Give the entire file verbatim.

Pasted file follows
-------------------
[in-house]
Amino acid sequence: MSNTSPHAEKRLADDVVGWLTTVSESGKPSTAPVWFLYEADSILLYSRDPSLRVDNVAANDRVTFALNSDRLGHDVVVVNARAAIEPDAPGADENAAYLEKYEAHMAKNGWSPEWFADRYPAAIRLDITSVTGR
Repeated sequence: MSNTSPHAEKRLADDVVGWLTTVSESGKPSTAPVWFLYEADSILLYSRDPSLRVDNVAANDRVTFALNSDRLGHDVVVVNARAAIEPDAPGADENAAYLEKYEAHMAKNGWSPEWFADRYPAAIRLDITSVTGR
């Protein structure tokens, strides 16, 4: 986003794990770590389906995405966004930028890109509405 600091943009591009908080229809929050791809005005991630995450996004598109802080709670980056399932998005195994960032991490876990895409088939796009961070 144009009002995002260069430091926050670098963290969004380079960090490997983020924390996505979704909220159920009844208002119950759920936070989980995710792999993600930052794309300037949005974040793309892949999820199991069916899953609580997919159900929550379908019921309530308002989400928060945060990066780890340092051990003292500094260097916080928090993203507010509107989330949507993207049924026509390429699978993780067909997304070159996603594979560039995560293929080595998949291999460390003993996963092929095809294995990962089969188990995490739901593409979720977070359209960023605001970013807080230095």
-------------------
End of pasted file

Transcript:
[in-house]
Amino acid sequence: MSNTSPHAEKRLADDVVGWLTTVSESGKPSTAPVWFLYEADSILLYSRDPSLRVDNVAANDRVTFALNSDRLGHDVVVVNARAAIEPDAPGADENAAYLEKYEAHMAKNGWSPEWFADRYPAAIRLDITSVTGR
Repeated sequence: MSNTSPHAEKRLADDVVGWLTTVSESGKPSTAPVWFLYEADSILLYSRDPSLRVDNVAANDRVTFALNSDRLGHDVVVVNARAAIEPDAPGADENAAYLEKYEAHMAKNGWSPEWFADRYPAAIRLDITSVTGR
């Protein structure tokens, strides 16, 4: 986003794990770590389906995405966004930028890109509405 600091943009591009908080229809929050791809005005991630995450996004598109802080709670980056399932998005195994960032991490876990895409088939796009961070 144009009002995002260069430091926050670098963290969004380079960090490997983020924390996505979704909220159920009844208002119950759920936070989980995710792999993600930052794309300037949005974040793309892949999820199991069916899953609580997919159900929550379908019921309530308002989400928060945060990066780890340092051990003292500094260097916080928090993203507010509107989330949507993207049924026509390429699978993780067909997304070159996603594979560039995560293929080595998949291999460390003993996963092929095809294995990962089969188990995490739901593409979720977070359209960023605001970013807080230095």